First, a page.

Magy Seif El-Nasr
Field: Artificial Intelligence,Game Analytics,Games Research,Evaluation Methodologies for Virtual Environments,Interactive Narratives,Believable Characters,Games and Social Media as Interventions for Health and Learning,Intelligent Adaptive Systems,Virtual Environments
Personal Website: https://web.northeastern.edu/magy/
Google Scholar: https://scholar.google.com/citations?user=SwzKJ0kAAAAJ&hl=en&oi=ao
Short Bio: Magy Seif El-Nasr is an Associate Professor in the Colleges of Computer and Information Sciences and Arts, Media and Design at Northeastern University. Professor Seif El-Nasr directs the PLAIT (Playable Innovative Technologies) Lab. Prior to joining Northeastern, she was an assistant professor at the School of Interactive Arts and Technology at Simon Fraser University (2007-2011). Before that she was an assistant professor at the School of Information Science and Technology at Pennsylvania State University (2003-2007).
Professor Seif El-Nasr believes that problems we currently face in the areas of health, education, resilience, and cybersecurity require an interdisciplinary approach and most often require us to understand human behavior, learning, and human cognition at a deep level which we currently do not possess. Her research focuses on building a framework to facilitate the use of virtual environments (e.g., games, VR, apps, social media or interactive narrative) as a methodology to understand human behavior and cognition, with the goal of facilitating computational solutions to national problems in health, education and security. To address this vision, she develops tools and automated techniques to help author virtual environments (e.g., interactive narratives, believable characters, etc.), as well as data driven analytics to model human behavior in such environments, which can be used to assess as well as personalize the environments towards effective use in solving national problems, such as health and learning.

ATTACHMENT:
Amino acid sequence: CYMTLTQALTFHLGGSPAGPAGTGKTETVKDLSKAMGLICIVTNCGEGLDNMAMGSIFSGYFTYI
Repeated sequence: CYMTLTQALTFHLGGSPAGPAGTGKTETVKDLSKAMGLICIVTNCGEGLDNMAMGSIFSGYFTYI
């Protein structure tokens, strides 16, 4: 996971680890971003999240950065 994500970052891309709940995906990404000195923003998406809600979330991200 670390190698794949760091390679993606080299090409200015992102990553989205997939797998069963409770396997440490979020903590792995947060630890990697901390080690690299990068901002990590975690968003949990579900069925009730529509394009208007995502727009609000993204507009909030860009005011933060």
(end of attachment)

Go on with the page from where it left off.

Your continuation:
Professor Seif El-Nasr has chaired and co-chaired several conferences, including PETRA 2013, AIIDE 2013, Foundations of Digital Games (FDG) 2012, International Conference on Entertainment Computing (ICEC) 2011 (Co-Chair), Advances in Computer Entertainment (ACE) 2009 (Program Co-Chair), Computer Human Interaction 2015 (Associate Chair). She also serves on the editorial board of the IEEE Transactions on Computational Intelligence and Game Artificial Intelligence, IEEE Transactions on Affective Computing, Entertainment Computing Journal, and ACM’s Computers in Entertainment. She has also served on several NSF panels throughout her career, and has severed on numerous SIGs, including ACM Representative for TC14 IFIP on Entertainment Computing. In 2017, Dr. Self El-Nasr was selected among 30 game scholars named as fellows for the Higher Education Video Game Association, an association that aims to cultivate a community on game scholarship and education around the world. This was to recognize her leadership role in pioneering and developing games as a field of scholarship and education.